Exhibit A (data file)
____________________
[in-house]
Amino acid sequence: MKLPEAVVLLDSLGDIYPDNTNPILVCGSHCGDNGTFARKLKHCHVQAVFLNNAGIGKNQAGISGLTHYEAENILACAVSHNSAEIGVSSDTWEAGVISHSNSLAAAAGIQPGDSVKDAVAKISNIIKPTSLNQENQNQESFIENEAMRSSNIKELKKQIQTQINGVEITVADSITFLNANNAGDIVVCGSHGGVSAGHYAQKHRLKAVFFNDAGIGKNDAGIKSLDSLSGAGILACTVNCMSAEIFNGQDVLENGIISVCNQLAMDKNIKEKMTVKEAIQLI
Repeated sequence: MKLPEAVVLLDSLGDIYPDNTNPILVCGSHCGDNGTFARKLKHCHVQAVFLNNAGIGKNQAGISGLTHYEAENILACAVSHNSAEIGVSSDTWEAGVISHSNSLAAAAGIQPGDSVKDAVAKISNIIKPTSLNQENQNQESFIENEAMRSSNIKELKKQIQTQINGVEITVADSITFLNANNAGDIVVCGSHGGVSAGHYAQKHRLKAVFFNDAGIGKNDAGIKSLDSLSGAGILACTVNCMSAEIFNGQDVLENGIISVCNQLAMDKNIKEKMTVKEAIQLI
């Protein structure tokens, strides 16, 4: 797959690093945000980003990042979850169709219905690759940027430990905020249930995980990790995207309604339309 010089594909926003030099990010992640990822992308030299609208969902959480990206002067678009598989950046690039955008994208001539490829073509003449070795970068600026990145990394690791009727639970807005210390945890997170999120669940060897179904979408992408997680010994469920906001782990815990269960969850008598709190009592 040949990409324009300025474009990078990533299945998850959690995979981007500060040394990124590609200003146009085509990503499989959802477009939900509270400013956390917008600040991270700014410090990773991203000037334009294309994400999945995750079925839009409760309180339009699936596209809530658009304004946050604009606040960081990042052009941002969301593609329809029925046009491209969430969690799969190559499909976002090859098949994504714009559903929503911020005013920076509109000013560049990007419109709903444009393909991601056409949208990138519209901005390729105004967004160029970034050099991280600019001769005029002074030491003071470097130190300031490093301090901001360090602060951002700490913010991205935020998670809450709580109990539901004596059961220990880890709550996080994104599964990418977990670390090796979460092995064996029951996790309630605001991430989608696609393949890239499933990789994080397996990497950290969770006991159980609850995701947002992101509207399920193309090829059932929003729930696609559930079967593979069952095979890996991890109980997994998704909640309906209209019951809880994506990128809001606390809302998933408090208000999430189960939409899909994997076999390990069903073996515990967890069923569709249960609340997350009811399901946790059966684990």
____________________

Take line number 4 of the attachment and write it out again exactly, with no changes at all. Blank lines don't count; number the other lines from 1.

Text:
């Protein structure tokens, strides 16, 4: 797959690093945000980003990042979850169709219905690759940027430990905020249930995980990790995207309604339309 010089594909926003030099990010992640990822992308030299609208969902959480990206002067678009598989950046690039955008994208001539490829073509003449070795970068600026990145990394690791009727639970807005210390945890997170999120669940060897179904979408992408997680010994469920906001782990815990269960969850008598709190009592 040949990409324009300025474009990078990533299945998850959690995979981007500060040394990124590609200003146009085509990503499989959802477009939900509270400013956390917008600040991270700014410090990773991203000037334009294309994400999945995750079925839009409760309180339009699936596209809530658009304004946050604009606040960081990042052009941002969301593609329809029925046009491209969430969690799969190559499909976002090859098949994504714009559903929503911020005013920076509109000013560049990007419109709903444009393909991601056409949208990138519209901005390729105004967004160029970034050099991280600019001769005029002074030491003071470097130190300031490093301090901001360090602060951002700490913010991205935020998670809450709580109990539901004596059961220990880890709550996080994104599964990418977990670390090796979460092995064996029951996790309630605001991430989608696609393949890239499933990789994080397996990497950290969770006991159980609850995701947002992101509207399920193309090829059932929003729930696609559930079967593979069952095979890996991890109980997994998704909640309906209209019951809880994506990128809001606390809302998933408090208000999430189960939409899909994997076999390990069903073996515990967890069923569709249960609340997350009811399901946790059966684990």